A free trade agreement between Peru and China came into force on Monday, 15 months after President Alan García and his Chinese counterpart, Hu Jintao, wrapped up talks to seal the trade deal.
The official opening of the trade pact with China comes a day after Peru finalized negotiations for a free trade agreement with the European Union.
“This is a historic morning because besides entering into force the FTA with China, we have confirmed that the free trade agreement with Europe has been finalized,” the Office of the President quoted García as saying.
The trade pact with China will immediately eliminate duties on 61.2 percent of Peruvian exports to the Asian country, state news agency Andina reported. More than 94 percent of Peruvian exports will immediately receive some type of trade benefit.
The trade agreement is expected to benefit Peruvian mineral, fishmeal, and agricultural exports to China.
“We are anticipating important increases in exports of fresh fruit like grapes, mangoes, citrus fruits and avocados,” Foreign Trade and Tourism Minister Martín Pérez told Andina. Other Peruvian agricultural exports, including corn and quinoa – a grain-like seed crop native to the Andean region – are also expected to grow.
Chinese exports that are expected to increase to Peru include light manufacturing, electronics, and automotive goods as well as fruits and vegetables.
China is one of Peru’s largest trading partners. In 2009, bilateral trade totaled $7 billion, with Peruvian exports accounting for $4 billion. The state export and tourism promotion council, PromPeru, said last week Peruvian exports to China could increase by 17 percent in 2010 totaling $4.7 billion.
However, the Chinese ambassador to Peru, Zhao Wuyi, said the agreement could double trade between the two countries over the next few years.
“With the FTA coming into force, we expect the volume of bilateral trade will double to $15 billion,” Wuyi was quoted as saying. “The FTA has taken into account the worries and demands of both parties, protecting sensitive products and industries in both countries, which has demonstrated a spirit of mutual benefit between China and Peru.”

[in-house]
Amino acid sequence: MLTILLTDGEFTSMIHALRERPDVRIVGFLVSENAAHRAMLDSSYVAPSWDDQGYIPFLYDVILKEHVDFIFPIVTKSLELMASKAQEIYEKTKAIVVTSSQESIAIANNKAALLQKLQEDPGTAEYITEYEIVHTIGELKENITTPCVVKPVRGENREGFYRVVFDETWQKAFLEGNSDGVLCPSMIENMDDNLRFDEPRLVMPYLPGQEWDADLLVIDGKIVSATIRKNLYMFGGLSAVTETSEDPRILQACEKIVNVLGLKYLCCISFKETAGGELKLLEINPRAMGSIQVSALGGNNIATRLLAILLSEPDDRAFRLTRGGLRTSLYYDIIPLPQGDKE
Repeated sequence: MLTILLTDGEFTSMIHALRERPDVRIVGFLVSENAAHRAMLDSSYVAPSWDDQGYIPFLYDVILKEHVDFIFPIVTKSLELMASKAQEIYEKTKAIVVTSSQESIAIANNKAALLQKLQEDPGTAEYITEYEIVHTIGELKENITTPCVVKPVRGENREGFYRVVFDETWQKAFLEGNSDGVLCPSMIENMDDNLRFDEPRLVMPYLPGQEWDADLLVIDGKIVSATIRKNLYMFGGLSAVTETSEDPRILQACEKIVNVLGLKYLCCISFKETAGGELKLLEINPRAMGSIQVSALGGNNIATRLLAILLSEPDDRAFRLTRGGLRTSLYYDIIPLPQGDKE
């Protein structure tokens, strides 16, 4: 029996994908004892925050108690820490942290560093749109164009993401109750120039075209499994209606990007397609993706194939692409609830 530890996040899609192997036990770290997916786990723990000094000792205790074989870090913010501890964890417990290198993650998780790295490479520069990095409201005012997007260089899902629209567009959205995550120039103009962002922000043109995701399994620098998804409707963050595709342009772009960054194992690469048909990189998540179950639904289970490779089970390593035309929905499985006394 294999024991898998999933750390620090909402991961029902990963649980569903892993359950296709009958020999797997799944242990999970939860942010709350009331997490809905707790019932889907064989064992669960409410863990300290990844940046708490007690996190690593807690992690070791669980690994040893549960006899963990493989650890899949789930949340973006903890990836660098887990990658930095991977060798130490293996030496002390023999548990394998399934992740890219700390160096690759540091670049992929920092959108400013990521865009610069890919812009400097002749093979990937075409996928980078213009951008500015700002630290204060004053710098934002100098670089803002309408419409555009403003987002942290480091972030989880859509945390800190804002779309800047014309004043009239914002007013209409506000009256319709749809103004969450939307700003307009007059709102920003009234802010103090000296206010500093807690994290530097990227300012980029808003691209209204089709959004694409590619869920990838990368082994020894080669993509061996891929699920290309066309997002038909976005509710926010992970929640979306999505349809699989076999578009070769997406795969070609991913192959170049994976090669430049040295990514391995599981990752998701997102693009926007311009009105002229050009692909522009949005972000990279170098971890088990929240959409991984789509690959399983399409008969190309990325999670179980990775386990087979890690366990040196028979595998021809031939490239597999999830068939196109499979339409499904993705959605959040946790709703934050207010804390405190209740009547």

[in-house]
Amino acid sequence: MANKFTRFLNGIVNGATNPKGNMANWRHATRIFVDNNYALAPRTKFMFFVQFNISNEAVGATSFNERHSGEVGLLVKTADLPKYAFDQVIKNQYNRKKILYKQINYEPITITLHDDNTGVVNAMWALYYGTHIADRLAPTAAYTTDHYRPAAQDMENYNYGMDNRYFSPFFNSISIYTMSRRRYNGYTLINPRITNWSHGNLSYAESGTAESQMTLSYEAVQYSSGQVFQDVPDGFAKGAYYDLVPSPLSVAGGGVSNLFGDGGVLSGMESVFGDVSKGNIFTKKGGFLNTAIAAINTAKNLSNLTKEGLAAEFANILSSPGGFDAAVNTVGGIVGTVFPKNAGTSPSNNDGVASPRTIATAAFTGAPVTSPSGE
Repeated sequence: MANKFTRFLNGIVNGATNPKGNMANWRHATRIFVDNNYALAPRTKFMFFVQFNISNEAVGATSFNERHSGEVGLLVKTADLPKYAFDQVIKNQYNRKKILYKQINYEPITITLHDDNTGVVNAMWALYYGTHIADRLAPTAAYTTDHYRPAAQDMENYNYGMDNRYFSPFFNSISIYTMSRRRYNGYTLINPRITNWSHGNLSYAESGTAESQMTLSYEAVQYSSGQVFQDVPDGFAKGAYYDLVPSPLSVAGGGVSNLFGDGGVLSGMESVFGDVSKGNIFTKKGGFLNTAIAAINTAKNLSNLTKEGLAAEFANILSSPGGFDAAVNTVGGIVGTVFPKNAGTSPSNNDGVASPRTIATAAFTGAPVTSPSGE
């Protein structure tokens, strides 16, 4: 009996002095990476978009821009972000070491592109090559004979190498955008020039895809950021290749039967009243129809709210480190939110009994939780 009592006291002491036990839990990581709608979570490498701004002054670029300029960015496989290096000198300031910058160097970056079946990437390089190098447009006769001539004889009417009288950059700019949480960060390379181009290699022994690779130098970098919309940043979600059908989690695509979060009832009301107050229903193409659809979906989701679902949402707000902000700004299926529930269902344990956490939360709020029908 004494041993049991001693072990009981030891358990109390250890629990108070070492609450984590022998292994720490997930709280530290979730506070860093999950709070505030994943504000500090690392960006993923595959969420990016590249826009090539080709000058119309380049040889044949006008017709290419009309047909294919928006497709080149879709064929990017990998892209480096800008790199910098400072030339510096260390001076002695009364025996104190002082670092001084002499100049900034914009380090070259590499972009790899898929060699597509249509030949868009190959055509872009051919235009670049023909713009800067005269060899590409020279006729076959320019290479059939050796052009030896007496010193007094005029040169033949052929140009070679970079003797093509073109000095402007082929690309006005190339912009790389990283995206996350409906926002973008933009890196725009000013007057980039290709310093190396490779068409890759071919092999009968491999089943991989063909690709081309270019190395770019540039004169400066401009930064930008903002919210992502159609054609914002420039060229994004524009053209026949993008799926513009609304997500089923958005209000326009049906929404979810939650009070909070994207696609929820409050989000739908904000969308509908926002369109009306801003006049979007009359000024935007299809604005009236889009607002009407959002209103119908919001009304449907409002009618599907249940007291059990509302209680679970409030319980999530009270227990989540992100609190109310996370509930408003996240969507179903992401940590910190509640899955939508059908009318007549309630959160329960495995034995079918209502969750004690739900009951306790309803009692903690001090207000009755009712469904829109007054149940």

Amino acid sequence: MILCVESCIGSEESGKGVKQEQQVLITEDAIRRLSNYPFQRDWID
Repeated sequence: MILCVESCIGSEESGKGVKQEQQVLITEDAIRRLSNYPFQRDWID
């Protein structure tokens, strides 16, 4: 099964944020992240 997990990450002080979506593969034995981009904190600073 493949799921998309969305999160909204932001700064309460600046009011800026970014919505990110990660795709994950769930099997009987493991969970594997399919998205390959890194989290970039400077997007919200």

China’s accord with Peru is its second free trade agreement in Latin America. China signed a trade deal with Chile in 2005.
Meanwhile, Peru’s government announced their trade accord with the European Union is expected to come into force in 2012.
“This is a complex FTA, we must remember there are 27 countries that make up the European Union,” said Minister Perérez. “It has to pass through the congresses of those 27 countries and, as it is established in the regulations of the European Union, it must be translated into 23 languages… The implementation is going to take numerous years and we are calculating that, in the best case scenario, it will come into effect in the beginning of 2012.”
President Alan García’s administration is an ardent supporter of free trade. Peru already has an trade agreement with its largest commercial partner, the United States.
The free trade agreements with the United States, China, and the European Union will provide Peruvian exporters access to markets with 2.1 billion people. The Inter-American Development Bank said last week the three free trade agreements will create at least 40,000 jobs in Peru over the next 10 years.
Peru has also signed trade pacts with Canada, Chile, Singapore and Thailand, and is hoping to close trade discussions with Japan and South Korea before the end of June this year.